Any filter in fact processes several bits at a time. Left-over
energy from previous bits affects the filter state of the current bit. It's
a fundamental physical limit, you can blame Mr. Fourier.
A filter with finite time response (limited ringing duration) has
infinite frequency response (that is, it is a poor filter), and any filter
with finite frequency response has infinite time response (ringing). It's a
byproduct of Fourier's transform. Practically however, we only care about
ringing so-many dB below the main response, and it's the same with frequency
response, so we can get rid of the infinite nonsense.
What it means is that any filter that processes just one bit would
have pretty bad frequency properties. - it wouldn't reject noise or qrm that
well. A better filter will have a ringing response that covers multiple bit
times. The secret is in controlling exactly how the ringing impacts bits in
the past, and those to arrive in the future, and trading that off with good
frequency response properties.
The repetitive pattern does not excite many of the problematic
filter states. The more random the pattern the more likely a deleterious
filter state will impact the results.
A rather large amount of information exists on this subject, that of
data modem filter design.
-- Tom, N5EG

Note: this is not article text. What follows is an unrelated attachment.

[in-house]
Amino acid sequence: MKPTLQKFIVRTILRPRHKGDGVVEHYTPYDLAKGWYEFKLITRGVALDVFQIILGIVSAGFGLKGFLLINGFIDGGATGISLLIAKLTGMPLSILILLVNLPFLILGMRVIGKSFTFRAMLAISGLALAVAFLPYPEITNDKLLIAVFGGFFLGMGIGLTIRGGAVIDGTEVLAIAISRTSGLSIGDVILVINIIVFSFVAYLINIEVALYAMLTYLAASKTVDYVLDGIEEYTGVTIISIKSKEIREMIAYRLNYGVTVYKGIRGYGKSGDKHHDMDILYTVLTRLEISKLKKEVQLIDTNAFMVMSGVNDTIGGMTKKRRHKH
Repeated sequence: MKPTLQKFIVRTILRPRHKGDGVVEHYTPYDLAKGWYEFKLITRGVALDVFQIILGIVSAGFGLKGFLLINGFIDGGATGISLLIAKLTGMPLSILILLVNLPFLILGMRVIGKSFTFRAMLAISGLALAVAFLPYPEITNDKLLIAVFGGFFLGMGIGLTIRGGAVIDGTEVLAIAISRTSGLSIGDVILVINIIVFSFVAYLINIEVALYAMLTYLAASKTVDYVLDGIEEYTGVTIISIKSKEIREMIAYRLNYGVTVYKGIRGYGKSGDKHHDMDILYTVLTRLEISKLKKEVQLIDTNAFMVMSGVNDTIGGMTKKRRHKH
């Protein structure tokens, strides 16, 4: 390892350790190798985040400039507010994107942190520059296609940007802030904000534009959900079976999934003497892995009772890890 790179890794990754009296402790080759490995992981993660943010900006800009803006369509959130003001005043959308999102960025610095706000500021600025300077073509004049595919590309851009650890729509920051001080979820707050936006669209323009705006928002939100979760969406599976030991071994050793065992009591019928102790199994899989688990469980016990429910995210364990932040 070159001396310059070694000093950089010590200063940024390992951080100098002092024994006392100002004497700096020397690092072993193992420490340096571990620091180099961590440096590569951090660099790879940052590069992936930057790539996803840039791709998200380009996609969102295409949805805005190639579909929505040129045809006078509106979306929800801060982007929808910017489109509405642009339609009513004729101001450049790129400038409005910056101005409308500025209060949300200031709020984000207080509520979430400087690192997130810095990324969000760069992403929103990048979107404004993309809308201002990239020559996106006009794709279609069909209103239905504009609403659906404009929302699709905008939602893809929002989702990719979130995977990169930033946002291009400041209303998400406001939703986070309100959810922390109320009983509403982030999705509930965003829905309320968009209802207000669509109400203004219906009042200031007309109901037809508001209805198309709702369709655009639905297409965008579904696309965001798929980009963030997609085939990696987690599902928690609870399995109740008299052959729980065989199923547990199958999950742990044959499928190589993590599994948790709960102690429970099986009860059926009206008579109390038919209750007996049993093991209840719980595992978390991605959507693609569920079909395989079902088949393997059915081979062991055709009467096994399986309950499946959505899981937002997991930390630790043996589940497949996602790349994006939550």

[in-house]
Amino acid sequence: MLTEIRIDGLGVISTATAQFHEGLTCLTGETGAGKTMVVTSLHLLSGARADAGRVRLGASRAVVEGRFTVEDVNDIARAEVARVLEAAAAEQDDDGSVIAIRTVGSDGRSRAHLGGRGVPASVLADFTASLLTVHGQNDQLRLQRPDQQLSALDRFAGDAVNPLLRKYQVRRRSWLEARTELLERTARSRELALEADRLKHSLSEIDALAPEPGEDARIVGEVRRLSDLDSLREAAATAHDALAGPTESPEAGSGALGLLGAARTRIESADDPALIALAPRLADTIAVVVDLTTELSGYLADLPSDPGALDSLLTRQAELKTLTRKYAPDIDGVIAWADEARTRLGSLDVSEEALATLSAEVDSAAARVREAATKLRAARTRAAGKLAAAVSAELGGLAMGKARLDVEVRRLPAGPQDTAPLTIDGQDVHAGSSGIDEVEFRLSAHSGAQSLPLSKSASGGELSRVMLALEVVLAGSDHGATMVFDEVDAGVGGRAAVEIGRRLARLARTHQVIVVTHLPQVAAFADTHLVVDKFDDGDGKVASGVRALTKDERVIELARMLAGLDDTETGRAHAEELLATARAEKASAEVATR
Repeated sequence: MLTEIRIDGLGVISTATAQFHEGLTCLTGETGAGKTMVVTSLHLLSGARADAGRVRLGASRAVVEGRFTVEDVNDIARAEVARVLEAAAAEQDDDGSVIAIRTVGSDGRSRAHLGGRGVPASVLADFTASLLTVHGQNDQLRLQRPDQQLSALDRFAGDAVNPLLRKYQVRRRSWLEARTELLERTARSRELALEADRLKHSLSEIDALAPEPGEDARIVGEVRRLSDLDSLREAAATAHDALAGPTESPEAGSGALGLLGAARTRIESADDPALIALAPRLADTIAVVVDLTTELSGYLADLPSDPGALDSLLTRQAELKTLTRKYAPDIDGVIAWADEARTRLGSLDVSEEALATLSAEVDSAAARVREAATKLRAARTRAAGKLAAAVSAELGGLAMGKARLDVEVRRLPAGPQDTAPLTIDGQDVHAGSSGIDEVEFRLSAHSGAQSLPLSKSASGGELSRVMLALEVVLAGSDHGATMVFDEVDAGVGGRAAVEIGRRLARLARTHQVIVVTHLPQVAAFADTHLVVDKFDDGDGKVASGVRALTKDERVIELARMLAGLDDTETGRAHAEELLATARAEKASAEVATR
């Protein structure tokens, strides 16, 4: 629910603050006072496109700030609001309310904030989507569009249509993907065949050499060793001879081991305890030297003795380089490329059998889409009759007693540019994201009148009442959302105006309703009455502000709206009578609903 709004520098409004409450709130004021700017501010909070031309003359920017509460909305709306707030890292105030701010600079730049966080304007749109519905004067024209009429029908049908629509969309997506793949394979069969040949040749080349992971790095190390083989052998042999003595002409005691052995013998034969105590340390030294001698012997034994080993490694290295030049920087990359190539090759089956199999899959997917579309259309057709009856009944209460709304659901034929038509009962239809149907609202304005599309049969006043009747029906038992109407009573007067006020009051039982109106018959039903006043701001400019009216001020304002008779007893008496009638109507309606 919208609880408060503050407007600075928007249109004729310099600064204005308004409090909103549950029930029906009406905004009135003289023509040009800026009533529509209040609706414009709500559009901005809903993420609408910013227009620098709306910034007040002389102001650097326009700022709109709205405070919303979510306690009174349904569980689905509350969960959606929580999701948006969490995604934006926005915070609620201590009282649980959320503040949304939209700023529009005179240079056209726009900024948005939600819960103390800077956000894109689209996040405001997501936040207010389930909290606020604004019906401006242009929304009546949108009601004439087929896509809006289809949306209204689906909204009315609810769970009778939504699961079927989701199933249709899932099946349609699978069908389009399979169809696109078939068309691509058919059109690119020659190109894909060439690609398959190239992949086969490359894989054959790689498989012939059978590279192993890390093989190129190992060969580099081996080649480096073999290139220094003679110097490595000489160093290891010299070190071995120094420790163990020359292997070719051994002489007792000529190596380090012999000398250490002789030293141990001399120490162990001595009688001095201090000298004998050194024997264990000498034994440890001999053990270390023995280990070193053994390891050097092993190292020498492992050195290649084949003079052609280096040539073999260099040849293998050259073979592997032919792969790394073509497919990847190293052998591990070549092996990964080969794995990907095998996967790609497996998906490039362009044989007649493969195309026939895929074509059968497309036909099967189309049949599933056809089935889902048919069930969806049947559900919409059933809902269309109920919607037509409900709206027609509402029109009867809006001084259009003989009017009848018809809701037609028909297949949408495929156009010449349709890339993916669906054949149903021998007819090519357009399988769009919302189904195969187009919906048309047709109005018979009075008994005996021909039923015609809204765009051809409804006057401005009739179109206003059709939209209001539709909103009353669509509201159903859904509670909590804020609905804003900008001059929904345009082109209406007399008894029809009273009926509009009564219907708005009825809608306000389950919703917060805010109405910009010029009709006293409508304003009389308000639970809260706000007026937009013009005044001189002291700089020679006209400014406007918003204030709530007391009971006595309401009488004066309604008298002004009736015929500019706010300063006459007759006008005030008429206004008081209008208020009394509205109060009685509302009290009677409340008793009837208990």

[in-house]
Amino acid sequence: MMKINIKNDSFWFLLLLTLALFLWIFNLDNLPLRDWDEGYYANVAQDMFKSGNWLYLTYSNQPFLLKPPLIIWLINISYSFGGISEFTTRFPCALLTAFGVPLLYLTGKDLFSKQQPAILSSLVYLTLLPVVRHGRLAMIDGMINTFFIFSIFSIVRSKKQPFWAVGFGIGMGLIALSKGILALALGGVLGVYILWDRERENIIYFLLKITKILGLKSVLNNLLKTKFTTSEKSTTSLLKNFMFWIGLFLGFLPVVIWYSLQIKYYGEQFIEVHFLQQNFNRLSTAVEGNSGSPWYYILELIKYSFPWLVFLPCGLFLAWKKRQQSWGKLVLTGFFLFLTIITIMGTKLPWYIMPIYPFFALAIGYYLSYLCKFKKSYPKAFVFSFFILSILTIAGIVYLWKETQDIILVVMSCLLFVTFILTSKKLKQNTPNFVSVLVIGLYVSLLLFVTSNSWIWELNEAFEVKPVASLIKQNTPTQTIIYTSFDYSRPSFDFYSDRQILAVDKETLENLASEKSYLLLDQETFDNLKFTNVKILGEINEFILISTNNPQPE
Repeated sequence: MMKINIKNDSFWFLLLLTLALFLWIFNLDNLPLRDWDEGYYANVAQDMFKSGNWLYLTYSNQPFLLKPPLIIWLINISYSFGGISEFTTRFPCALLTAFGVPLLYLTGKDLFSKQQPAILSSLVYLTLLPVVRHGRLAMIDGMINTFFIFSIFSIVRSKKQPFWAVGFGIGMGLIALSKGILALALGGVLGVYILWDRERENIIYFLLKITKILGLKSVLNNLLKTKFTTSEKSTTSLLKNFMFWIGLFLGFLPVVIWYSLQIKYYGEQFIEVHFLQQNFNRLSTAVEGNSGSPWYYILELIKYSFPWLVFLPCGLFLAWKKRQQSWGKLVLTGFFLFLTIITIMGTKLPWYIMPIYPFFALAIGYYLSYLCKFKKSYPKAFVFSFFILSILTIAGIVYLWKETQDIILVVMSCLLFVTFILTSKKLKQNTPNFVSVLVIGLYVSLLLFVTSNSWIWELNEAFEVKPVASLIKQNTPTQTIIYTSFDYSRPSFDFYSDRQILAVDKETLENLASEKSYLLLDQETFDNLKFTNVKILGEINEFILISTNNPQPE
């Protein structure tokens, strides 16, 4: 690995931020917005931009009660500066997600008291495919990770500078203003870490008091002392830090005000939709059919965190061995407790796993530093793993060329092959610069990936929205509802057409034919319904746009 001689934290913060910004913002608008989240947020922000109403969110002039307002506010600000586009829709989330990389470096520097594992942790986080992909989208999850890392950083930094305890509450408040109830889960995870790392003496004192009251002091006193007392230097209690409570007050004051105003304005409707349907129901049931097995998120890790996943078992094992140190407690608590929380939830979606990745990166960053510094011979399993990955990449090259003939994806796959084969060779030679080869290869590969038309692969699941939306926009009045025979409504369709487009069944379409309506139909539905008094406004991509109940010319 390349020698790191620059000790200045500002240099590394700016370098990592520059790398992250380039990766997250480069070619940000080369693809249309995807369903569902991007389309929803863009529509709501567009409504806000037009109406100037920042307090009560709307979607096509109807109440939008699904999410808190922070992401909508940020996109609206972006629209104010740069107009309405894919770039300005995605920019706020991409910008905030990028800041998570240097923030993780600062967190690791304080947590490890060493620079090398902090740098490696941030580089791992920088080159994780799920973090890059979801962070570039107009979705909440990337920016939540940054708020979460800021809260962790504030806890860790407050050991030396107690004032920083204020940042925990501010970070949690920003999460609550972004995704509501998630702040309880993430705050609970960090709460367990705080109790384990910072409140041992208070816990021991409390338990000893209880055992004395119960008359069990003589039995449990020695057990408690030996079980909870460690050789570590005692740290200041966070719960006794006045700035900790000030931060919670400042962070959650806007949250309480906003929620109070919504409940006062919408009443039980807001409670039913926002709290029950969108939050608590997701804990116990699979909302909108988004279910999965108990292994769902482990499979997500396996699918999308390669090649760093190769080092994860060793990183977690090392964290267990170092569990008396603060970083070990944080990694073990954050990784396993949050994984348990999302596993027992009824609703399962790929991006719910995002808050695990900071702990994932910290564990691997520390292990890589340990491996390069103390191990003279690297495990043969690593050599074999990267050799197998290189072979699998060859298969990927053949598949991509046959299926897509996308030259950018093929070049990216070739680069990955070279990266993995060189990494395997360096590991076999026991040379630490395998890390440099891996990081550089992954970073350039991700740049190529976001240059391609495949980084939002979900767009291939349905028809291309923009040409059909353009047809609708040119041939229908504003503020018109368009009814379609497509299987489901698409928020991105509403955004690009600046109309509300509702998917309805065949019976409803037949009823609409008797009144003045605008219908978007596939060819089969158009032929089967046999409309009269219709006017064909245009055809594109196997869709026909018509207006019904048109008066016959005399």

From: firstname.lastname@example.org [mailto:email@example.com] On
Behalf Of Bill Turner
Sent: Thursday, April 22, 2004 10:19 AM
Subject: Re: [RTTY] Multipath, testing, soundcards
On Thu, 22 Apr 2004 09:57:32 -0500, Tom McDermott wrote:
>pattern (specifically: RYRYRYRY...) is the worst possible pattern to
>utilize for such test. The pattern should have the most random-like
>pattern of bits. This is because badly-designed modem filters can pass
>the repeating pattern test with good results, yet yield poor copy with
>more random characters.
Could you please explain this further? It would seem to me that a filter
which only processes one bit at a time would have no *knowledge* of what
came before or what follows afterwards, and therefore would not be capable
of recognizing whether a pattern was repeating or not. In other words,
would MARK MARK MARK MARK be processed differently than MARK SPACE MARK
SPACE? Perhaps you are saying that a poorly designed filter would not
handle the transition from MARK to SPACE correctly?
Either way, this could be proven empirically pretty easily I would think.
QSLs via LoTW
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